Night School by Lee Child

  to bring the guy in for further and better particulars. Then she checked Wiley’s personnel file for the commanders who had written his initial fitness reports. Fort Benning, and then Fort Sill. She called a friend in Personnel Command. The Benning guy had moved on to Bragg. The Sill guy was still in Oklahoma, three years later. She got the numbers and started dialing.


  Muller scanned one scrap of paper after another. Griezman’s output was prodigious. Most of it was normal ass-covering bullshit. Trivia from below to be shoveled up above. Standard practice. Everyone did it. No one ever wanted the buck to stop with him. No one ever wanted to be at an official inquiry, saying, “Yes, it was me who judged it not worth passing on. So it’s all my fault.”

  There were routine reports from every kind of case. None of them meant anything. Until five stapled pages about Helmut Klopp. An interrogation. Photographs. Issues with the translator. No knowledge of what had been said in the bar. Actual conversation had not been overheard. The American investigators were named as Reacher and Neagley. But that was all. Nothing about where they were staying. Muller thought the consulate, maybe. Or maybe not. They were U.S. Army, not CIA. A hotel? Nothing was mentioned.

  He plowed on. Safe enough, as long as he kept his light low and his door shut. An unexpected visitor could be counted on to knock. Or at least call out. Not that there would be an unexpected visitor. It was late, and the building was quiet. Eventually he came to an interim report about a surveillance operation. Recent. That evening, in fact. He had dumped the pile upside down. He was reading it in chronological order. The surveillance had been fruitless. The negative result had been communicated to Reacher in his hotel room. Which meant the Hamburg police had run an operation for the American military.


  Reacher’s hotel was not named, but the switchboard number Griezman had called was recorded. The traffic division had access to a standard reverse phone directory, so Muller started his computer and looked up the number.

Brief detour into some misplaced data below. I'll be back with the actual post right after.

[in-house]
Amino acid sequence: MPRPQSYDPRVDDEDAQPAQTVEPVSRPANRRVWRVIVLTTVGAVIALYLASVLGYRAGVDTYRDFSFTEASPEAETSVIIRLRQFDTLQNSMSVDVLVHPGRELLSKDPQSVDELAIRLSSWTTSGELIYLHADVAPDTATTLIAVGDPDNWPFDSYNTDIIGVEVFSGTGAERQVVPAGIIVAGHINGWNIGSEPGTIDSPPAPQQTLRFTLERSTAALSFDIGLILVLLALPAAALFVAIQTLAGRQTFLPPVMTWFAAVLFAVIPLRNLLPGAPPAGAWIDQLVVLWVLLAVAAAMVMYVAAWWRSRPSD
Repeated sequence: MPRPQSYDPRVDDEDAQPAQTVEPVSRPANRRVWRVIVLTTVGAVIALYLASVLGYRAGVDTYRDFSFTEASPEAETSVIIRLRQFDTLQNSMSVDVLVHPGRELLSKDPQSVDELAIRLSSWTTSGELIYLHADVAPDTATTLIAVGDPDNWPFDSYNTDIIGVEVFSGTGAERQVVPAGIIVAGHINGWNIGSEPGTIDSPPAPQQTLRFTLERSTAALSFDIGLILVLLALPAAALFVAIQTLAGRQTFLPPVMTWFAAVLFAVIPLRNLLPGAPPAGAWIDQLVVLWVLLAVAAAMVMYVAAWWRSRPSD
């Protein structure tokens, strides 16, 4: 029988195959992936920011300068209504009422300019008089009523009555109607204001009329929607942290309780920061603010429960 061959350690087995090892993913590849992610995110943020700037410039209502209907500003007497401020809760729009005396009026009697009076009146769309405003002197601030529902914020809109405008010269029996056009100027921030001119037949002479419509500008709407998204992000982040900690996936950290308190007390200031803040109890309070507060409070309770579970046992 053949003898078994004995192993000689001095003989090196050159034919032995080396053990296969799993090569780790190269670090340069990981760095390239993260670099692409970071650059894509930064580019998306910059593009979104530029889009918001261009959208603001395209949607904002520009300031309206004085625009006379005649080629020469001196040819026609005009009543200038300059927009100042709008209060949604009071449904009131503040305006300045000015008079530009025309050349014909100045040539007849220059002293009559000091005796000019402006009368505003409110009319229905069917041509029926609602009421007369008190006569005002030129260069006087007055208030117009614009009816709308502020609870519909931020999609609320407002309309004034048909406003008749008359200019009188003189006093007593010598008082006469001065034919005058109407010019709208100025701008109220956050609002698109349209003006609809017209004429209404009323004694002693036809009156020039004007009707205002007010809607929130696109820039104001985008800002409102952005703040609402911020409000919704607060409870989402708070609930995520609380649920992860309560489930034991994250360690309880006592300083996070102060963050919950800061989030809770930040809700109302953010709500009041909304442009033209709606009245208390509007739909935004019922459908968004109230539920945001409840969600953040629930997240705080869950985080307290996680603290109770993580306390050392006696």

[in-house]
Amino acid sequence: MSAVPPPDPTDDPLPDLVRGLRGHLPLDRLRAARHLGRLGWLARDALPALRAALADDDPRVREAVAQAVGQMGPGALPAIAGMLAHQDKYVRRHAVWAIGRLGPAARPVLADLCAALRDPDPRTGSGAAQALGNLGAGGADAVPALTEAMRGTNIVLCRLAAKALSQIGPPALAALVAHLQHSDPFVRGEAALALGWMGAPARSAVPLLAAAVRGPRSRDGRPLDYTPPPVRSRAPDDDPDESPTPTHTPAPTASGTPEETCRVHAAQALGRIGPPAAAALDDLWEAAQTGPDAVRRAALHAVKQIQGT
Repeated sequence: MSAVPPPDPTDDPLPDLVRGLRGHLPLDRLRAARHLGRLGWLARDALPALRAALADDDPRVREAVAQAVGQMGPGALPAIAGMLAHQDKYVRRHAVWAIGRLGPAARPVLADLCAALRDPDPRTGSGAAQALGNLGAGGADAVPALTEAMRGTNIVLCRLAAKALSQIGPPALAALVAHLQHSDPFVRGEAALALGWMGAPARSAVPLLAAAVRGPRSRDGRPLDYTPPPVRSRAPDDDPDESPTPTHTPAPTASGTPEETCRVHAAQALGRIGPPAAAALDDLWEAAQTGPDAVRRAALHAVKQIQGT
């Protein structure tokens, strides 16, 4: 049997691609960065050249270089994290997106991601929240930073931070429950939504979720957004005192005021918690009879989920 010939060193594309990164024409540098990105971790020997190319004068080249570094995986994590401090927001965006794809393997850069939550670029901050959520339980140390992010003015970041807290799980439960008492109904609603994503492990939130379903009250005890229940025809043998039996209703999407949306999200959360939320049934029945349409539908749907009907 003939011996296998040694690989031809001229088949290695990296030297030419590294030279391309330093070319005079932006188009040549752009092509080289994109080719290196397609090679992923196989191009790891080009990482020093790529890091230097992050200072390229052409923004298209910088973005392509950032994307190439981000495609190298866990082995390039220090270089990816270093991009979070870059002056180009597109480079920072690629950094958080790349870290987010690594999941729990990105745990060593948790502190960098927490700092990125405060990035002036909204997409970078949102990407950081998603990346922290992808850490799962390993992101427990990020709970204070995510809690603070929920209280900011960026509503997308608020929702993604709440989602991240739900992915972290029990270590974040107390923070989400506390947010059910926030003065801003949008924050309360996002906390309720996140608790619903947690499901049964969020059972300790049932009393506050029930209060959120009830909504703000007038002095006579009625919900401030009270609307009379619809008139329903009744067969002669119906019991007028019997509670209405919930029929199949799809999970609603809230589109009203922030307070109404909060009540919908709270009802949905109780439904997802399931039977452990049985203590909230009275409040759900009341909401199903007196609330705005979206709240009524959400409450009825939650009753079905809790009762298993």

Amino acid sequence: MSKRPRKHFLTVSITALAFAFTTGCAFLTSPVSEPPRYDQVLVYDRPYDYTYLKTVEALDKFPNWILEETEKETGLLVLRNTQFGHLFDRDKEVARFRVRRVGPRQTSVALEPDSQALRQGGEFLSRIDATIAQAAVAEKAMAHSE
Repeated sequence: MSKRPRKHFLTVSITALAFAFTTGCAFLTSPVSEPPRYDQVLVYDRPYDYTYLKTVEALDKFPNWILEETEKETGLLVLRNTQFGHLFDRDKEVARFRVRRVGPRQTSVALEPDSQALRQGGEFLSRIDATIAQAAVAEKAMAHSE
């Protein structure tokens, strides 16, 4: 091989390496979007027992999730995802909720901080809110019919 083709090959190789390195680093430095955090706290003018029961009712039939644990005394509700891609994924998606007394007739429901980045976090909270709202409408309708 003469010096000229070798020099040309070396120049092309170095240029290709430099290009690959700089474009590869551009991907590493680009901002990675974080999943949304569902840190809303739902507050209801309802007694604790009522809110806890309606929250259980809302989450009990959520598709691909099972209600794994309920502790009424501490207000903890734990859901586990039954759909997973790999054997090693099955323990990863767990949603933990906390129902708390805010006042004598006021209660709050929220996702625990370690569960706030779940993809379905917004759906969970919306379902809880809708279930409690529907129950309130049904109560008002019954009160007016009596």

And got the hotel’s name.

  He knew the place very well. A bijou establishment on a side street, in a good but not-quite-best neighborhood. Sometimes the manager called to complain about people parking right in front. Because that ruined the image. They had a guy with a top hat. Where was he supposed to stand? Muller himself had been out there twice. Nothing he could do. Not without two years of due process to get the curb changed. Which the city’s lawyers would never allow. Suppose all the small hotels wanted the same treatment? Chaos. It was already bad enough with the big brands.

  Muller picked up his desk phone and dialed Dremmler at home.

  Chapter 24

  Reacher stepped around the guy with the top hat and set out walking. It was midnight local time. The streets were lit by lamps on poles, and by the soft light of storefronts dimmed to a nighttime glow, and by the blue flicker of late shows on television sets behind undraped apartment windows. He walked a figure-of-eight around two random blocks and saw no one behind him. Or ahead of him. Or in the shadows. Just a routine precaution. A habit. He was thirty-five years old and still alive. Had to mean something.